Home – Internet Task Force Pursues Balance Between Data Free Flow and Protections for Copyrighted Innovation

Internet Task Force Pursues Balance Between Data Free Flow and Protections for Copyrighted Innovation

 The Internet Policy Task Force, made up of several parts of the U.S. Department of Commerce, issued a report this summer identifying “leading public policy and operational challenges in the digital economy,” and providing approaches designed to “strengthen protections for consumer data privacy, enhance cybersecurity practices, safeguard the global free flow of information, and ensure balanced and meaningful protection for intellectual property.”  The approaches outlined in the 121-page report were developed with the preservation of the  “dynamic innovation and growth that have made the Internet and digital technology so important to our economy and society,” the report says.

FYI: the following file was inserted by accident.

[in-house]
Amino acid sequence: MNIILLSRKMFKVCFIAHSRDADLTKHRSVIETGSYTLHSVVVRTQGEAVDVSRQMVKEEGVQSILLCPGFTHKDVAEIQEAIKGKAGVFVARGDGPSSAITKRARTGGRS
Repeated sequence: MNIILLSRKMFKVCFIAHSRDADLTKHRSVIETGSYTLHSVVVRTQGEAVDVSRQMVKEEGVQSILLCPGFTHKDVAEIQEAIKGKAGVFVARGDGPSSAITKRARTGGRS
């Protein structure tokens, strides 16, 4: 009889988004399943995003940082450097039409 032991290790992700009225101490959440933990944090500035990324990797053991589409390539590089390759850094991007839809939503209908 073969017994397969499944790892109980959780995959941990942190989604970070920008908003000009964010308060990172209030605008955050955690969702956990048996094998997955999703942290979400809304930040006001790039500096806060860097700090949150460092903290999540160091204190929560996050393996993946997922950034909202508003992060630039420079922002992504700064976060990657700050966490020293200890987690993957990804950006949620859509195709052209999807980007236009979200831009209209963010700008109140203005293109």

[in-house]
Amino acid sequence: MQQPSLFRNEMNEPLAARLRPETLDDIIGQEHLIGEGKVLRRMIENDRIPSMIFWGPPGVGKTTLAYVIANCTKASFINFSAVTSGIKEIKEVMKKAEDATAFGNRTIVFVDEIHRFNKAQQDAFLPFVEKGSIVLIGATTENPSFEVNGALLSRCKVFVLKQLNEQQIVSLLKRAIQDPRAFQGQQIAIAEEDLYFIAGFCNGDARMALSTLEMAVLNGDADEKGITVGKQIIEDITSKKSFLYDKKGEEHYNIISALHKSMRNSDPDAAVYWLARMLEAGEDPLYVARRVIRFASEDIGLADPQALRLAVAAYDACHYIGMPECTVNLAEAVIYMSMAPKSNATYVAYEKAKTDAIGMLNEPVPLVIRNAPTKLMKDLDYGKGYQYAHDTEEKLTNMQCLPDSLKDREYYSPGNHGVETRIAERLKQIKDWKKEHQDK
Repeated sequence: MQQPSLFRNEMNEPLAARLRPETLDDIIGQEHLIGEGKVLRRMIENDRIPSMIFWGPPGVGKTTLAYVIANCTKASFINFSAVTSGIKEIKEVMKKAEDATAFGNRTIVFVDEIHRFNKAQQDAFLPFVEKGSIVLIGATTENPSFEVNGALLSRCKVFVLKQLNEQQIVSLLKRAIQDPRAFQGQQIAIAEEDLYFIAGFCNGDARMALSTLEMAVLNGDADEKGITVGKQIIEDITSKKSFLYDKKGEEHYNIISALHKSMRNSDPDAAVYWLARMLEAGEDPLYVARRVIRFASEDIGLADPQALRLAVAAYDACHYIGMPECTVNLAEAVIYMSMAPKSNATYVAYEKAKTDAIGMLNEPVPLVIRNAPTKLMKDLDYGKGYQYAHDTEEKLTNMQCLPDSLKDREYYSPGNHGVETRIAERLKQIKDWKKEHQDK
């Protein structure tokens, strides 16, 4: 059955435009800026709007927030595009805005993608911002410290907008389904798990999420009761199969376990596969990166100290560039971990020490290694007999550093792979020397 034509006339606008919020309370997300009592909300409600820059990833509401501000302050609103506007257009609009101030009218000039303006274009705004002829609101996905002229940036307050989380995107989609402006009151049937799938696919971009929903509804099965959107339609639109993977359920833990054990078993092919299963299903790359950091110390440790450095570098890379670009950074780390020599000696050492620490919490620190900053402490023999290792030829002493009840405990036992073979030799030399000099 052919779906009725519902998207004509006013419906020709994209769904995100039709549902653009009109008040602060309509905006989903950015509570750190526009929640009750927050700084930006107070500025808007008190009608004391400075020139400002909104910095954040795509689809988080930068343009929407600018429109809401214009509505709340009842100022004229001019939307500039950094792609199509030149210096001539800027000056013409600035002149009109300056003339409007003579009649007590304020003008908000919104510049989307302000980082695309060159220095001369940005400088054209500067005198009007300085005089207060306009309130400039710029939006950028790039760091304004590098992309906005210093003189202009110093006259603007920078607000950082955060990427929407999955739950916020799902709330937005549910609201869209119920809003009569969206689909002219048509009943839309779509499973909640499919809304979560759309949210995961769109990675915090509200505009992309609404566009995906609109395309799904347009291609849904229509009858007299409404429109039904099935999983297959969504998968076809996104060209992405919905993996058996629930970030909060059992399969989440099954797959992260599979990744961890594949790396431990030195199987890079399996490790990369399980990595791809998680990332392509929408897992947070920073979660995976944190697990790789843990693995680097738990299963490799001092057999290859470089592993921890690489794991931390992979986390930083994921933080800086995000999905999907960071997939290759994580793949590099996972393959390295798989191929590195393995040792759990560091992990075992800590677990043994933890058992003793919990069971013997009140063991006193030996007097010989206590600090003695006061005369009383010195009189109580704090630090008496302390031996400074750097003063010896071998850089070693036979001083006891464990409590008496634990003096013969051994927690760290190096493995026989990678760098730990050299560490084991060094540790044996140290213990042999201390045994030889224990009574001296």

Established in April 2010 by then-Secretary of Commerce Gary Locke, the Task Force engaged technical, policy, trade, economic and legal expertise from the U.S. Patent and Trademark Office (USPTO), the National Telecommunications and Information Administration, the International Trade Administration, the National Institute of Standards and Technology, and the Economic and Statistics Administration. Public comments also were considered in drafting the recommendations, the Task Force said.


Economic Driver,  Image Shaper


In her introduction, Commerce Secretary Penny Pritzker underscores the importance of the Task Force’s mission by citing a  2012 Commerce Department economic study which showed that “intellectual-property intensive industries” account for “tens of millions of jobs and several trillion dollars of our GDP.”


Beyond the economic benefits, Secretary Pritzker writes, the nation’s artists and creators “make up the lifeblood of our culture, build new stores of knowledge, and shape how we see

ourselves—and how the world sees us as well.”